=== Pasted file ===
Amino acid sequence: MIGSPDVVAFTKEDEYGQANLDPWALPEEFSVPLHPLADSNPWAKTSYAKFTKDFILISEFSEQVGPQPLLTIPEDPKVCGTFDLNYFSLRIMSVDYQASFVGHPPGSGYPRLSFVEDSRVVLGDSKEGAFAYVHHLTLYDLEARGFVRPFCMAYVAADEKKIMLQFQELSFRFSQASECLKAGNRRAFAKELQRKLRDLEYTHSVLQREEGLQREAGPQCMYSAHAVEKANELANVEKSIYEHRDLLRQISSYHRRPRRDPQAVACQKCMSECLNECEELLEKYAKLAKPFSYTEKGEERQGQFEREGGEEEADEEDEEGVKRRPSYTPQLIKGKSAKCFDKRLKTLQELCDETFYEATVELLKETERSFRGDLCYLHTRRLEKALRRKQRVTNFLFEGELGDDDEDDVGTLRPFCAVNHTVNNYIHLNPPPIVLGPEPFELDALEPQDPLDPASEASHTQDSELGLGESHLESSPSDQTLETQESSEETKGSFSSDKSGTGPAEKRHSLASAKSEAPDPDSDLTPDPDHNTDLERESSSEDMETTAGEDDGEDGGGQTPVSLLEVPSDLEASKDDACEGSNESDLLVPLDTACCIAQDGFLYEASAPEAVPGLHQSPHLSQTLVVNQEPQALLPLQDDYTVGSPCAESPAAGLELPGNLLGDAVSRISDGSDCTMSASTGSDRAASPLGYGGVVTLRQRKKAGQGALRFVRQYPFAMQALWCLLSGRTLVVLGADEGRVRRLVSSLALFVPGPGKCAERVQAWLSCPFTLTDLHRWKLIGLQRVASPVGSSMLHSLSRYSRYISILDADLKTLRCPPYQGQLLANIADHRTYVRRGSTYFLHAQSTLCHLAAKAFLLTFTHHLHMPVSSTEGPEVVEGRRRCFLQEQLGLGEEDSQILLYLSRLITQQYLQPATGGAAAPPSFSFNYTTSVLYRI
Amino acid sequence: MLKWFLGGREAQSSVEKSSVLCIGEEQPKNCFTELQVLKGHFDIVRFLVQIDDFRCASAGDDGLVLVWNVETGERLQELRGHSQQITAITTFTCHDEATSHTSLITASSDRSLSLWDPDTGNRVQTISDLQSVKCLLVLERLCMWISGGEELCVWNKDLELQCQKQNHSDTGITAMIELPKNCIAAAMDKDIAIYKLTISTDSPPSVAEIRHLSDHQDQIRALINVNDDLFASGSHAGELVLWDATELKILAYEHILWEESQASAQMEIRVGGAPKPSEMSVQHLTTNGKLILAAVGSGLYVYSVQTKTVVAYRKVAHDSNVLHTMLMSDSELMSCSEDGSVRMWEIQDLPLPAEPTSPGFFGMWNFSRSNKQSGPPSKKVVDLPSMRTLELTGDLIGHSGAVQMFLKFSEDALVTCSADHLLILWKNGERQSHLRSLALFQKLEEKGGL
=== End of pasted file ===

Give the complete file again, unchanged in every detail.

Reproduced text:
Amino acid sequence: MIGSPDVVAFTKEDEYGQANLDPWALPEEFSVPLHPLADSNPWAKTSYAKFTKDFILISEFSEQVGPQPLLTIPEDPKVCGTFDLNYFSLRIMSVDYQASFVGHPPGSGYPRLSFVEDSRVVLGDSKEGAFAYVHHLTLYDLEARGFVRPFCMAYVAADEKKIMLQFQELSFRFSQASECLKAGNRRAFAKELQRKLRDLEYTHSVLQREEGLQREAGPQCMYSAHAVEKANELANVEKSIYEHRDLLRQISSYHRRPRRDPQAVACQKCMSECLNECEELLEKYAKLAKPFSYTEKGEERQGQFEREGGEEEADEEDEEGVKRRPSYTPQLIKGKSAKCFDKRLKTLQELCDETFYEATVELLKETERSFRGDLCYLHTRRLEKALRRKQRVTNFLFEGELGDDDEDDVGTLRPFCAVNHTVNNYIHLNPPPIVLGPEPFELDALEPQDPLDPASEASHTQDSELGLGESHLESSPSDQTLETQESSEETKGSFSSDKSGTGPAEKRHSLASAKSEAPDPDSDLTPDPDHNTDLERESSSEDMETTAGEDDGEDGGGQTPVSLLEVPSDLEASKDDACEGSNESDLLVPLDTACCIAQDGFLYEASAPEAVPGLHQSPHLSQTLVVNQEPQALLPLQDDYTVGSPCAESPAAGLELPGNLLGDAVSRISDGSDCTMSASTGSDRAASPLGYGGVVTLRQRKKAGQGALRFVRQYPFAMQALWCLLSGRTLVVLGADEGRVRRLVSSLALFVPGPGKCAERVQAWLSCPFTLTDLHRWKLIGLQRVASPVGSSMLHSLSRYSRYISILDADLKTLRCPPYQGQLLANIADHRTYVRRGSTYFLHAQSTLCHLAAKAFLLTFTHHLHMPVSSTEGPEVVEGRRRCFLQEQLGLGEEDSQILLYLSRLITQQYLQPATGGAAAPPSFSFNYTTSVLYRI
Amino acid sequence: MLKWFLGGREAQSSVEKSSVLCIGEEQPKNCFTELQVLKGHFDIVRFLVQIDDFRCASAGDDGLVLVWNVETGERLQELRGHSQQITAITTFTCHDEATSHTSLITASSDRSLSLWDPDTGNRVQTISDLQSVKCLLVLERLCMWISGGEELCVWNKDLELQCQKQNHSDTGITAMIELPKNCIAAAMDKDIAIYKLTISTDSPPSVAEIRHLSDHQDQIRALINVNDDLFASGSHAGELVLWDATELKILAYEHILWEESQASAQMEIRVGGAPKPSEMSVQHLTTNGKLILAAVGSGLYVYSVQTKTVVAYRKVAHDSNVLHTMLMSDSELMSCSEDGSVRMWEIQDLPLPAEPTSPGFFGMWNFSRSNKQSGPPSKKVVDLPSMRTLELTGDLIGHSGAVQMFLKFSEDALVTCSADHLLILWKNGERQSHLRSLALFQKLEEKGGL